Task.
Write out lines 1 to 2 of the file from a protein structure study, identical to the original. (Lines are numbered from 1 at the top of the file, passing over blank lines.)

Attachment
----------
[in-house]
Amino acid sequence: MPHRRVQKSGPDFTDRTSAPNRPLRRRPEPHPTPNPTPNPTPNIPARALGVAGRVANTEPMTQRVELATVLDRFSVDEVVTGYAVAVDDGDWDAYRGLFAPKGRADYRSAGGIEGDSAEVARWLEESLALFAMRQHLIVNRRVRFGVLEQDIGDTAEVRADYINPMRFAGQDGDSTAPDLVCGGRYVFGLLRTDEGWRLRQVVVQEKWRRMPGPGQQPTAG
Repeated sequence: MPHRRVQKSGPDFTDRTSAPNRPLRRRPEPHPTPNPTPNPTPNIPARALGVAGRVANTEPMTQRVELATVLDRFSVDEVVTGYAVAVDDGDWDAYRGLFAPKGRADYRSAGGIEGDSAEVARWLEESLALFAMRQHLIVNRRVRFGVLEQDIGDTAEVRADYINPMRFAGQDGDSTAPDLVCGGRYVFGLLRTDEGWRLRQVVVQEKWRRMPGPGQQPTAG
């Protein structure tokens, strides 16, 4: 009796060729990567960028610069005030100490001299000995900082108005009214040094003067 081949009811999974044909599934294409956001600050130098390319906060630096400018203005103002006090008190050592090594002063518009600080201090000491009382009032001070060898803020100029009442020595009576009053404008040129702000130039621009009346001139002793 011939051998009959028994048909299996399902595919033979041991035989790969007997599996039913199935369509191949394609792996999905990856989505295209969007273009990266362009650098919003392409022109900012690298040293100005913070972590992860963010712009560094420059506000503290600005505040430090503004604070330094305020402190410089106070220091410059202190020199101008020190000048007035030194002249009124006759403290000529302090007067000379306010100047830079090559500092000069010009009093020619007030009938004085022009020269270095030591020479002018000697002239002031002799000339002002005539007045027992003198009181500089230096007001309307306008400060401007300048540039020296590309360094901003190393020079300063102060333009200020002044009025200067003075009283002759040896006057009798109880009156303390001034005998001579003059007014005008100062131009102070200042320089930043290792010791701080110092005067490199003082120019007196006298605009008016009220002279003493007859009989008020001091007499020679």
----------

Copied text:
[in-house]
Amino acid sequence: MPHRRVQKSGPDFTDRTSAPNRPLRRRPEPHPTPNPTPNPTPNIPARALGVAGRVANTEPMTQRVELATVLDRFSVDEVVTGYAVAVDDGDWDAYRGLFAPKGRADYRSAGGIEGDSAEVARWLEESLALFAMRQHLIVNRRVRFGVLEQDIGDTAEVRADYINPMRFAGQDGDSTAPDLVCGGRYVFGLLRTDEGWRLRQVVVQEKWRRMPGPGQQPTAG